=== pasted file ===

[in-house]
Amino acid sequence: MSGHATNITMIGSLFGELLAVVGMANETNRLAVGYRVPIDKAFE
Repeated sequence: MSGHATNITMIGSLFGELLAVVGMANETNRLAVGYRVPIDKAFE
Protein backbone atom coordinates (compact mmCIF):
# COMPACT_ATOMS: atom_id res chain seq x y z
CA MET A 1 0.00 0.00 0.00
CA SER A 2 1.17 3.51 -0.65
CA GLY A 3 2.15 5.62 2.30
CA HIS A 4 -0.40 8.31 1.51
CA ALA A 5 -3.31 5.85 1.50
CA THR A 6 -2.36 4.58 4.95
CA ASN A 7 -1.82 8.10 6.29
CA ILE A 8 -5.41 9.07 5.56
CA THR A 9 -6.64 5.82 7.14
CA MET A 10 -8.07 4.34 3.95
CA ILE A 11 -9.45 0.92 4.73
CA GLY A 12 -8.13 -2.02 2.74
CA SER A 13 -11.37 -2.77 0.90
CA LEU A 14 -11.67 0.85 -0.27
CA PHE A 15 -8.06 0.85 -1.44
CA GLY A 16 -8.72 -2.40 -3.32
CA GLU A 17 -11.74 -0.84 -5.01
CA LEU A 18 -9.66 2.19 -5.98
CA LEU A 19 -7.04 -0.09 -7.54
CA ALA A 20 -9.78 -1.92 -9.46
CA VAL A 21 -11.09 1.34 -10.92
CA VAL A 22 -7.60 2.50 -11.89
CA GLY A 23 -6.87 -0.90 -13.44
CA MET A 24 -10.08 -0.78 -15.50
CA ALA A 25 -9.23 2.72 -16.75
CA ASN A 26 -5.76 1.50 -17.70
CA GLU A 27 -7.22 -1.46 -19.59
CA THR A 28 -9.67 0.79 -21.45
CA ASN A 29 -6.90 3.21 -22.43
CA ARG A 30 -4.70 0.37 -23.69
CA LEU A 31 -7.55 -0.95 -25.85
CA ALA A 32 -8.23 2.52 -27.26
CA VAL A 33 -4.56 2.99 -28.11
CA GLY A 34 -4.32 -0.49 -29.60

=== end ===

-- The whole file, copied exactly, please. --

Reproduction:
[in-house]
Amino acid sequence: MSGHATNITMIGSLFGELLAVVGMANETNRLAVGYRVPIDKAFE
Repeated sequence: MSGHATNITMIGSLFGELLAVVGMANETNRLAVGYRVPIDKAFE
Protein backbone atom coordinates (compact mmCIF):
# COMPACT_ATOMS: atom_id res chain seq x y z
CA MET A 1 0.00 0.00 0.00
CA SER A 2 1.17 3.51 -0.65
CA GLY A 3 2.15 5.62 2.30
CA HIS A 4 -0.40 8.31 1.51
CA ALA A 5 -3.31 5.85 1.50
CA THR A 6 -2.36 4.58 4.95
CA ASN A 7 -1.82 8.10 6.29
CA ILE A 8 -5.41 9.07 5.56
CA THR A 9 -6.64 5.82 7.14
CA MET A 10 -8.07 4.34 3.95
CA ILE A 11 -9.45 0.92 4.73
CA GLY A 12 -8.13 -2.02 2.74
CA SER A 13 -11.37 -2.77 0.90
CA LEU A 14 -11.67 0.85 -0.27
CA PHE A 15 -8.06 0.85 -1.44
CA GLY A 16 -8.72 -2.40 -3.32
CA GLU A 17 -11.74 -0.84 -5.01
CA LEU A 18 -9.66 2.19 -5.98
CA LEU A 19 -7.04 -0.09 -7.54
CA ALA A 20 -9.78 -1.92 -9.46
CA VAL A 21 -11.09 1.34 -10.92
CA VAL A 22 -7.60 2.50 -11.89
CA GLY A 23 -6.87 -0.90 -13.44
CA MET A 24 -10.08 -0.78 -15.50
CA ALA A 25 -9.23 2.72 -16.75
CA ASN A 26 -5.76 1.50 -17.70
CA GLU A 27 -7.22 -1.46 -19.59
CA THR A 28 -9.67 0.79 -21.45
CA ASN A 29 -6.90 3.21 -22.43
CA ARG A 30 -4.70 0.37 -23.69
CA LEU A 31 -7.55 -0.95 -25.85
CA ALA A 32 -8.23 2.52 -27.26
CA VAL A 33 -4.56 2.99 -28.11
CA GLY A 34 -4.32 -0.49 -29.60